Contemporary Chinese Literature mooc

Course: ChinaX Book Club: Five Authors, Five Books, Five Views of China
Length: 5 weeks, 1-2 hrs/wk
School/platform: HarvardX/edX
Instructor: David Wang
Quote:

How can literature and literary analysis allow us to understand the dynamics of contemporary China?
China’s historical and cultural transformations, and its imaginary and actual engagements in everyday life are vividly dramatized by five Chinese authors featured in this course…. This course will employ the tools of close reading, discussion, and analysis to explore issues that concern the Chinese people, and ponder the power (and limitations) of literature in imagining China anew.

I started Harvard’s ChinaX series a couple of years ago; I loved the first couple of segments, but lost interest as we moved into the medieval period and never completed it. Recently I saw this offered as another part of the series. I’m way too intimidated to read Chinese literature on my own, so I thought it might be an interesting way to get some kind of glimpse into what I was missing.

To my surprise, I had read two of the authors discussed. An excerpt of Mo Yan’s novel POW! appeared in TNY right after he won his Nobel Prize, and I read Ha Jin’s story collection A Good Fall a long time ago and made a mess of it (I’m embarrassed every time I see those posts come up, since I had no idea what I was doing). Neither of those works was involved in this course, however.

The works that were discussed were:
∘ China in 10 Words by Yu Hua
∘ Red Sorghum: A Novel of China by Mo Yan
∘ Lenin’s Kisses by Yan Lianke
∘ Waiting by Ha Jin
∘ The Song of Everlasting Sorrow by Wang Anyi

I took this as a “recreational mooc” and thus didn’t read the works. Each week focused on one author/book. After an introduction of the author, with some reference to the specific book, a passage from the book (usually about 10 pages) was presented with numerous detailed instructor notes and questions. This was an annotation exercise, the idea being to respond to the instructor material or add your own notations. I found the instructor notes very helpful, and also a bit intimidating: they pointed out things I never would have considered if I’d been reading the book. Some of this is just a more analytical way of reading – a discussion of free indirect discourse, for example – and some was in references to Chinese culture and history that’s outside my knowledge. Of course, reading books is a great way to get that knowledge, but it helps when they’re highlighted and explicitly explained.

Other material for each week included an interview with the author (these were in a Chinese dialect – I’m assuming Mandarin, but how would I know – with English subtitles and transcripts), and discussions between the instructor and a couple of PhD students. A set of “reader’s guide” style questions was provided for each book, giving further guidance to personal reading. All grading was in self-reporting; I skipped that entirely.

Yu Hua’s China in 10 Words, the only nonfiction covered in the course, served as both an entry into the class, and a wrap-up, as the course is situated within a series about understanding China. An entry survey asked us to come up with ten words we connect with China, prior to reading the works or taking the course. Given the coincidence of taking this during a pandemic that began in China, and living in a country with a leader whose racism is front and center, it was a bit disconcerting [Note: I took this course in the Spring; this post has just been sitting in my notes document since then, but I… well, I forgot about it until I saw it the other day]. I connect China with the philosophies of the Warring States period, with the poetry of the Tang (or is it Song, I get them confused) dynasty, and with bits and pieces I’ve encountered in other moocs. At the end of the course, the instructor and his grad students came up with their own list of ten words to summarize contemporary China; they of course know a lot more than I do about it.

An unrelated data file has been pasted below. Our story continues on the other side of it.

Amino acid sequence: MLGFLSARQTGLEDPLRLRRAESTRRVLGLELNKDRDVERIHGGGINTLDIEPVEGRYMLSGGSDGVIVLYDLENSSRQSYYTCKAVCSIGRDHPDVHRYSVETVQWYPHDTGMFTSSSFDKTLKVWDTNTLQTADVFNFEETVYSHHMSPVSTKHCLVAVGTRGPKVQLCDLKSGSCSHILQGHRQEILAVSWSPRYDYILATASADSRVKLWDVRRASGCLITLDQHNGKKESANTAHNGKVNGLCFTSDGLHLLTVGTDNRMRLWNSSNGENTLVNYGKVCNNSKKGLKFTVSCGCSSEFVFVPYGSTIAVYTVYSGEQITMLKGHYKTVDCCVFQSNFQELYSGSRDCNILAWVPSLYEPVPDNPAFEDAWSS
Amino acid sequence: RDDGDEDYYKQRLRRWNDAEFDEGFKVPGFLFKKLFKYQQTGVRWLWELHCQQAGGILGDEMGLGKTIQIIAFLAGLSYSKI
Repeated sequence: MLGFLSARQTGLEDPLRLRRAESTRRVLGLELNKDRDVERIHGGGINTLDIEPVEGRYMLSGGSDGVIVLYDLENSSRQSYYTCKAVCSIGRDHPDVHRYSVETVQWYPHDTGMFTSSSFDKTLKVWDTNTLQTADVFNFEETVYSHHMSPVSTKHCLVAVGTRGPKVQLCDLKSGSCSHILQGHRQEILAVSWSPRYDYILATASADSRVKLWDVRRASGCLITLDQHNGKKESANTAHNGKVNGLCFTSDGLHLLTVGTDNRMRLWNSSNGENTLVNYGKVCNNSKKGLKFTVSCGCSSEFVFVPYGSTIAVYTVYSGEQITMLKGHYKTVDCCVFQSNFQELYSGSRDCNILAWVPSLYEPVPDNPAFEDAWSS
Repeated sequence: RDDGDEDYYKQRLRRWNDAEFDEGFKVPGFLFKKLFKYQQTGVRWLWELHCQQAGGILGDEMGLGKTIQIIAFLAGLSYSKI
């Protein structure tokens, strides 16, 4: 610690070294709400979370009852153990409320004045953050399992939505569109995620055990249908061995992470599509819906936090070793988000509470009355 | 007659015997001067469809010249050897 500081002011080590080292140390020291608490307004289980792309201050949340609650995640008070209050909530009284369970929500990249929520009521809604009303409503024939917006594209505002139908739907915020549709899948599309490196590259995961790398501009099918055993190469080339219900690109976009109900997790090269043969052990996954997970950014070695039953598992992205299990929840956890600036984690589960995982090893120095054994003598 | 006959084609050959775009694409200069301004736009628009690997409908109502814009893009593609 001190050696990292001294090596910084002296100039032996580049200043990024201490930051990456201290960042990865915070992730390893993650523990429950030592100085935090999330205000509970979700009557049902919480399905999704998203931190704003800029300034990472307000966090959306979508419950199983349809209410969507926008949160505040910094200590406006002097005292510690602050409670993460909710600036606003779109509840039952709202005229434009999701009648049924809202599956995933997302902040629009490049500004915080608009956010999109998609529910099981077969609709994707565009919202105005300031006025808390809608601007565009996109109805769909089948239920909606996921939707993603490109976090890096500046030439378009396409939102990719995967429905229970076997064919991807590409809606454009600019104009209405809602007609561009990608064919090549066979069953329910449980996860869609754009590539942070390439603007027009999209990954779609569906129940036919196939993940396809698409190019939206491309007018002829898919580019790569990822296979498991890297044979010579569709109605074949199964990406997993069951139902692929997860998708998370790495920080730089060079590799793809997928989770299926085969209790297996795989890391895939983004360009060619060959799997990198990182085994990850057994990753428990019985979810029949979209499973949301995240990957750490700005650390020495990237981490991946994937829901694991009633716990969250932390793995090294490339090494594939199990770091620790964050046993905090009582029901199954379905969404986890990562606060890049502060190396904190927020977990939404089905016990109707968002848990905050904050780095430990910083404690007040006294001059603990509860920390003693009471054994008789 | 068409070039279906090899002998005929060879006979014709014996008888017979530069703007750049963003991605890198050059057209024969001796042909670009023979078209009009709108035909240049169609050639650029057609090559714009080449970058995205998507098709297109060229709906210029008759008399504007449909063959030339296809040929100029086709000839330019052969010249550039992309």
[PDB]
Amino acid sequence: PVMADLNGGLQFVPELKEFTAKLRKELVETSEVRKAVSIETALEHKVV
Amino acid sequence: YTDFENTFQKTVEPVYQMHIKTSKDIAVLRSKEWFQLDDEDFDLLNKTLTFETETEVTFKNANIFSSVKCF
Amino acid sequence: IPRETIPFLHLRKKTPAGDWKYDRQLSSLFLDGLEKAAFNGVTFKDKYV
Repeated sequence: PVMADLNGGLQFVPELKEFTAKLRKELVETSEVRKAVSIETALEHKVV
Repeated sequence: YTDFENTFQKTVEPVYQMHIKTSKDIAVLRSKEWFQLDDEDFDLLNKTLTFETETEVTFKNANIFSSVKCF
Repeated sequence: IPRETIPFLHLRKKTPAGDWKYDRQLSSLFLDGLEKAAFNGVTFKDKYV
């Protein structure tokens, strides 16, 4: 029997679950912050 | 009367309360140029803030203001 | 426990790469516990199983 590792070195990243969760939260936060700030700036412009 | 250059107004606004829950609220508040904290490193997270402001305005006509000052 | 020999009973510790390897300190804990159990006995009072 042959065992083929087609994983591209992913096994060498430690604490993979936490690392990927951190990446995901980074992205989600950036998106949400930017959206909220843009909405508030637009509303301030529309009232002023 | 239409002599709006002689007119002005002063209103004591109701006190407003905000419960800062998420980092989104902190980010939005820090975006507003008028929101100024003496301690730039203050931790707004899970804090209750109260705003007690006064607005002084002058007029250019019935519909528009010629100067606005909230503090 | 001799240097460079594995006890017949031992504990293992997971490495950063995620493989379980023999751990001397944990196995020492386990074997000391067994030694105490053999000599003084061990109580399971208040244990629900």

Initially, I thought Lenin’s Kisses by Yan Lianke would be the book I’d be most likely to read on my own, just based on the description: a satiric novel about a kind of travelling circus of disabled people from a poor village who turn to entertainment for economic survival. From the excerpt included, I get the impression there are important nuances that I couldn’t follow, so I’m not sure it’s where I would start.

By the end of the course, Ha Jin’s Waiting seemed like the best entry point: a novel about a man trying, for twenty years, to divorce his wife so he can marry the woman he loves. Yet I would be reluctant based on my past inability to connect with Ha’s stories in A Good Fall. Perhaps I’ve learned a little about reading since then? The author has an interesting story: he was in the US as a student when the Tiananmen massacre occurred, and he decided then he would write only in English from then on and never return to China.

Wang Anyi also has an interesting story, and her The Song of Everlasting Sorrow reflects it alongside the history of Shanghai: a woman struggling against prohibitions, coming into her own voice. This turned out to be the most easily readable for me (at least, of the excerpts in translation that were provided), so that makes it tempting as well. Red Sorghum by Mo Yan, a “native soil” novel about peasant China (their word, not mine) rounded out the field.

I’m not sure I’m ready to take on any of these works; I’ve read very little translated fiction. At some point I’ll read something someone’s written about one of these books, or maybe another Chinese novel, and that will spark me into action. I’m glad this class gave me an overview to find some footing.

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